For some on the left the truth is too much to handle. I am referring specifically to Salon.com’s Alex Koppelman who is gunning for a spot on the list of useful idiots defending organized crime syndicate ACORN. (Salon’s Joe Conason is already on the list.)
Koppelman didn’t like what I wrote here yesterday about Patrick Corvington working for the ACORN-friendly Annie E. Casey Foundation so he decided to accuse me of “sloppy reporting.” It is a strange allegation to make, especially since he does not accuse me of making a factual error. He essentially admits in his piece that he didn’t like the conclusions I arrived at so he simply went around the accuracy issue altogether and smeared me. It’s all so typical of the left.
Before I go farther, some background is needed here.
Who is Patrick Corvington? On Feb. 11 the Senate confirmed Corvington, an Obama nominee, as chief executive of the (useless) Corporation for National and Community Service, which oversees Senior Corps, AmeriCorps, and Learn and Serve America. CNCS is beloved by America’s parasitic activist left because it is the federal “service” agency that doles out millions of dollars to left-leaning groups every year.
Corvington was a senior official at the very, very left-wing Annie E. Casey Foundation of Baltimore, Md., which granted funding to ACORN and other radical groups during his tenure. If Corvington didn’t share the views of the foundation, which promotes racial disharmony and opposes placing juveniles charged with crimes in pretrial detention, he almost certainly couldn’t have gotten a job there. In his rush to defend ACORN it didn’t seem to occur to Koppelman that Corvington would not have fit in at the Annie E. Casey Foundation unless he embraced its radical left-wing goals.
It is amazing to me that the Obama administration would want to hire someone –especially to head a well-endowed grant making agency– who was connected in any way to the criminals who run ACORN. Simply astounding.
If Koppelman wanted to disagree with me on my assertion that Corvington’s employment at the foundation tainted him and made him in effect a “friend” of ACORN, he should have done so and explained his reasoning. Instead, Koppelman changed the subject and attacked my reporting skills, accusing me of sloppiness. It’s very tedious.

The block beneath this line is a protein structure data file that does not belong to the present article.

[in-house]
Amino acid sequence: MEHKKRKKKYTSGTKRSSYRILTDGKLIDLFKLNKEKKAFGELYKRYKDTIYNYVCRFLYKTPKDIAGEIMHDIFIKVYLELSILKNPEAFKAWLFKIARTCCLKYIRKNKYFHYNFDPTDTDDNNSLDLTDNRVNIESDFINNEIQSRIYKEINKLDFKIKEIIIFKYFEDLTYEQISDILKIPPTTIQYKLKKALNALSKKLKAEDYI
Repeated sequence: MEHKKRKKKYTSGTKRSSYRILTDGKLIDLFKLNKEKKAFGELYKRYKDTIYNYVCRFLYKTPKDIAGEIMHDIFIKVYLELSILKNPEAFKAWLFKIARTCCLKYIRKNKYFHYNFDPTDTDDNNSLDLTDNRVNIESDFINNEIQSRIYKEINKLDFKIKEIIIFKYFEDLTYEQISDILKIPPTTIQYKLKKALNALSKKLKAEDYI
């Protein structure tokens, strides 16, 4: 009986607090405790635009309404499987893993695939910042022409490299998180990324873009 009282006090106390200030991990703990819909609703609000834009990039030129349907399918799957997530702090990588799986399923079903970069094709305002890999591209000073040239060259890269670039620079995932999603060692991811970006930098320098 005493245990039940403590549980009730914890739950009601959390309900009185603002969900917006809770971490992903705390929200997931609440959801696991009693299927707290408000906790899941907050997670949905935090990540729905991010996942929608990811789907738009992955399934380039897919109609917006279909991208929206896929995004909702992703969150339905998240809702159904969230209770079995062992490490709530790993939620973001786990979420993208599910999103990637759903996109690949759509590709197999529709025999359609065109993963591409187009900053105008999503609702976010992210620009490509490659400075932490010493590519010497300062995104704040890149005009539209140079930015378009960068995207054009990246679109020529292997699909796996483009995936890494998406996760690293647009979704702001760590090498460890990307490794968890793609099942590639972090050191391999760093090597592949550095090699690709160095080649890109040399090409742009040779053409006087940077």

By the way, one of the more sinister programs the Annie E. Casey Foundation has funded is the Juvenile Detention Alternatives Initiative (JDAI). American Spectator’s Joseph Lawler wrote an excellent profile for Capital Research Center (my employer) of the JDAI, a program vigorously supported by the Casey Foundation. Lawler wrote
JDAI is a mammoth philanthropic endeavor. In 2007, the most recent year for which information is available, the Casey Foundation dedicated $5.4 million to juvenile justice programs, almost all of which supported the replication of the JDAI system in counties across America. By advising counties that their systems of juvenile detention are overcrowded, too costly, inefficient and racially discriminatory, the Casey Foundation’s JDAI weakens government’s ability to fight crime and increases the chance that juvenile offenders will eventually become adult criminals and prisoners.
The Casey Foundation funds this anti-social program that endangers the public by keeping dangerous young offenders on the streets. The reckless theory is that detaining youths before trial turns them into criminals. It’s unclear if the foundation embraces this perspective because it is part of the liberal let’s-hug-criminals-till-they-reform school or part of the more radical incarceration-is-a-tool-of-systemic-capitalist-oppression school. (My guess is the latter.)
The Casey Foundation is also convinced that the justice system is systemically racist.
In 2006 it published a report titled: “Race Matters: Unequal Opportunity Within Criminal Justice.” As DiscoverTheNetworks notes
This study concluded that the U.S. justice system is rife with “embedded racial inequities” that “work against women and men of color”; “racial stereotyping and discrimination”; “disproportionality at every step of the criminal justice process”; “statutory biases”; “poverty’s interaction with race in criminal defense”; “disproportionate imprisonment”; “differential post-release consequences”; “disparate impact on families and children”; and “disparate impact on neighborhoods.”
Patrick Corvington, someone who worked for a vile, America-hating, left-wing foundation, is now going to be overseeing grants to similarly vile, America-hating, left-wing activist groups.
And Salon’s Alex Koppelman couldn’t care less.
(Addendum: Mark Hemingway of the Washington Examiner responds to Koppelman’s drivel here.)